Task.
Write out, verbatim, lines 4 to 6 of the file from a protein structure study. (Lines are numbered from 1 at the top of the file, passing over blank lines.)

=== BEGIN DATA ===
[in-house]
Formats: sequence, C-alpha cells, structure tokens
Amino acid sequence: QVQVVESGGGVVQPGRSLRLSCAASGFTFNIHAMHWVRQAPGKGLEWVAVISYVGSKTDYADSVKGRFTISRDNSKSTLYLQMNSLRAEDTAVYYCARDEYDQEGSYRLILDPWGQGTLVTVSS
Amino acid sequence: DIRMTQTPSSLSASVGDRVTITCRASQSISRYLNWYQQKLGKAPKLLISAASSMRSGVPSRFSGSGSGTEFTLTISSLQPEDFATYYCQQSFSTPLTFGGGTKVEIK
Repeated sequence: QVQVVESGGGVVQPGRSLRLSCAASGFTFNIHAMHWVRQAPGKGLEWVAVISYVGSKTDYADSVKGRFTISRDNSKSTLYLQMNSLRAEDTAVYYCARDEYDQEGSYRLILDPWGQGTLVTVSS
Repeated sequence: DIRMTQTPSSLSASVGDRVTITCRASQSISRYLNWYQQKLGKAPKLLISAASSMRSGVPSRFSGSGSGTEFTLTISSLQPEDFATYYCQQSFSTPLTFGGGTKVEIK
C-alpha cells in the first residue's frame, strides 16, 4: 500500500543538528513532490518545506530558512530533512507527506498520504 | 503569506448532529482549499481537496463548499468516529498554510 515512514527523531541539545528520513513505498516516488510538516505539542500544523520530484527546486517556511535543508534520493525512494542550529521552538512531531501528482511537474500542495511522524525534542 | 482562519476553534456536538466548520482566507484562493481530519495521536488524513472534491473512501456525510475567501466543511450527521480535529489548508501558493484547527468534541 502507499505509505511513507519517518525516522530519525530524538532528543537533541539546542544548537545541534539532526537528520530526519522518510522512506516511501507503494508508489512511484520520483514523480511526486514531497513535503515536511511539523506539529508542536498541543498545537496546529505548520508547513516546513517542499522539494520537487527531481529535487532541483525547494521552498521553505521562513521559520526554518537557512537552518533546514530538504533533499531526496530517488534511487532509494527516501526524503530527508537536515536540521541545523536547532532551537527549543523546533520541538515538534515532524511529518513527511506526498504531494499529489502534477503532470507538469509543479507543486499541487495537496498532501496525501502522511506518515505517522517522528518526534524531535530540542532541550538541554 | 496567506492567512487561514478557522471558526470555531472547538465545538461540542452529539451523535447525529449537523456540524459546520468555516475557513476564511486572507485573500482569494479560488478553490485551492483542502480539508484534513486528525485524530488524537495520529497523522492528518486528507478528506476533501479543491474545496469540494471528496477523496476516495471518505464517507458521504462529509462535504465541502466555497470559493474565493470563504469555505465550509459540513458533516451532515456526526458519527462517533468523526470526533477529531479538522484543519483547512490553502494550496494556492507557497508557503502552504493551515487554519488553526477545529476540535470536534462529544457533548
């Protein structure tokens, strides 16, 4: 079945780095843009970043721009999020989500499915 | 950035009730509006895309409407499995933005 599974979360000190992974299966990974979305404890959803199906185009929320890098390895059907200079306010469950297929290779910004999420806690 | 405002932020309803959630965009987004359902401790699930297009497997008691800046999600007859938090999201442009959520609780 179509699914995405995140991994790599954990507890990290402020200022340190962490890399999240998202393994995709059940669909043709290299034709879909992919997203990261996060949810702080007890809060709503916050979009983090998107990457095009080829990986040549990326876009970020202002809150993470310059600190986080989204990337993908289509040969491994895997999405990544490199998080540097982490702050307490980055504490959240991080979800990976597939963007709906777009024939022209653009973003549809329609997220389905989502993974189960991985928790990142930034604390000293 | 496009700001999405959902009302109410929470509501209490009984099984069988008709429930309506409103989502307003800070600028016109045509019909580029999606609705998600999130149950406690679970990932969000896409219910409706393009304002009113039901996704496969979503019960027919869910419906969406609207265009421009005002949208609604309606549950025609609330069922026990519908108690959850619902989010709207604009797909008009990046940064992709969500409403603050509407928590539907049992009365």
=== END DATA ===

Amino acid sequence: DIRMTQTPSSLSASVGDRVTITCRASQSISRYLNWYQQKLGKAPKLLISAASSMRSGVPSRFSGSGSGTEFTLTISSLQPEDFATYYCQQSFSTPLTFGGGTKVEIK
Repeated sequence: QVQVVESGGGVVQPGRSLRLSCAASGFTFNIHAMHWVRQAPGKGLEWVAVISYVGSKTDYADSVKGRFTISRDNSKSTLYLQMNSLRAEDTAVYYCARDEYDQEGSYRLILDPWGQGTLVTVSS
Repeated sequence: DIRMTQTPSSLSASVGDRVTITCRASQSISRYLNWYQQKLGKAPKLLISAASSMRSGVPSRFSGSGSGTEFTLTISSLQPEDFATYYCQQSFSTPLTFGGGTKVEIK